Page:Ecclesiastical History of Eusebius Pamphilus, 1842.djvu/46

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ECCLESIASTICAL HISTORY.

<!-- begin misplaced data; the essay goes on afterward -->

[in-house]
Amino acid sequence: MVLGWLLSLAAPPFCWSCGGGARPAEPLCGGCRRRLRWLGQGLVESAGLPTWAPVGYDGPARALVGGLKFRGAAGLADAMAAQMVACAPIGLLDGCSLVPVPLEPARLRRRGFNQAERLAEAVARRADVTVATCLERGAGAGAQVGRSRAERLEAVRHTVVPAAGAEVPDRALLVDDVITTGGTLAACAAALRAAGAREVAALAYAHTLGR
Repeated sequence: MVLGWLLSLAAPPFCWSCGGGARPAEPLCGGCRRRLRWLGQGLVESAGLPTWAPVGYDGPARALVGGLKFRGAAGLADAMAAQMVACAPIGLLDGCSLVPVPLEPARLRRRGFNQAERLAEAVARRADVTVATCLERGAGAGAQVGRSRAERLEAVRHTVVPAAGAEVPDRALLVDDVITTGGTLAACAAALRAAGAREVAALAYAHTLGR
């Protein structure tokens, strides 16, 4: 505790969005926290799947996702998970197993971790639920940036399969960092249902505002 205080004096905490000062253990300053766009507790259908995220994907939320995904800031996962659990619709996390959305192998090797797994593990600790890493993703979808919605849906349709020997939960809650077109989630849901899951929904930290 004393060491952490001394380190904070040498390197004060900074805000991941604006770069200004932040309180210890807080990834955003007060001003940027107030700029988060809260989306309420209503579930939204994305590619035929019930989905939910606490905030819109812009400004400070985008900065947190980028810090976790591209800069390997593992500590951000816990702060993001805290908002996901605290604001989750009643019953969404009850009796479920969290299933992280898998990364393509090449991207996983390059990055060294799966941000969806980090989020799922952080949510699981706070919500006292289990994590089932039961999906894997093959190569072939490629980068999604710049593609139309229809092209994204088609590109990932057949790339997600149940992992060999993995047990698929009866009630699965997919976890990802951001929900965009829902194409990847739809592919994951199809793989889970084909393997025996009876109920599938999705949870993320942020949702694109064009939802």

But here, acknowledging that it is beyond my power to present the work perfect and unexceptionable, I freely confess it will crave indulgence, especially since, as the first of those that have entered upon the subject, we are attempting a kind of trackless and unbeaten path. Looking up with prayer to God as our guide, we, trust indeed, that we shall have the power of Christ as our aid, though we are totally unable to find even the bare vestiges of those who may have travelled the way before us; unless, perhaps, what is only presented in the slight intimations, which some in different ways have transmitted to us in certain partial narratives of the times in which they lived; who, raising their voices before us, like torches at a distance, and as looking down from some commanding height, call out and exhort us where we should walk, and whither direct our course with certainty and safety. Whatsoever, therefore, we deem likely to be advantageous to the proposed subject, we shall endeavour to reduce to a compact body by historical narration. For this purpose we have collected the materials that have been scattered by our predecessors, and culled, as from some intellectual meadows, the appropriate extracts from ancient authors. In the execution of this work we shall be happy to rescue from oblivion, the successions, if not of all, at least of the most noted apostles of our Lord, in those churches which even at this day are accounted the most eminent; a labour which has appeared to me necessary in the highest degree, as I have not yet been able to find that any of the ecclesiastical writers have directed their efforts to present any thing complete in this department of writing. But as on the one hand I deem it highly necessary, so also I believe it will appear no less useful, to those who are zealous admirers of historical research. Of these matters, indeed, I have already heretofore furnished an epitome in my chronological tables, but in the present work I have undertaken a more full narrative. As I said above, I shall begin my treatise with that dispensation, and that doctrine of the divinity which in sublimity and excellence surpasses all human invention, viz. that of our Saviour Christ. And indeed, whoever would give a detail of ecclesiastical history to posterity, is necessarily obliged to go back to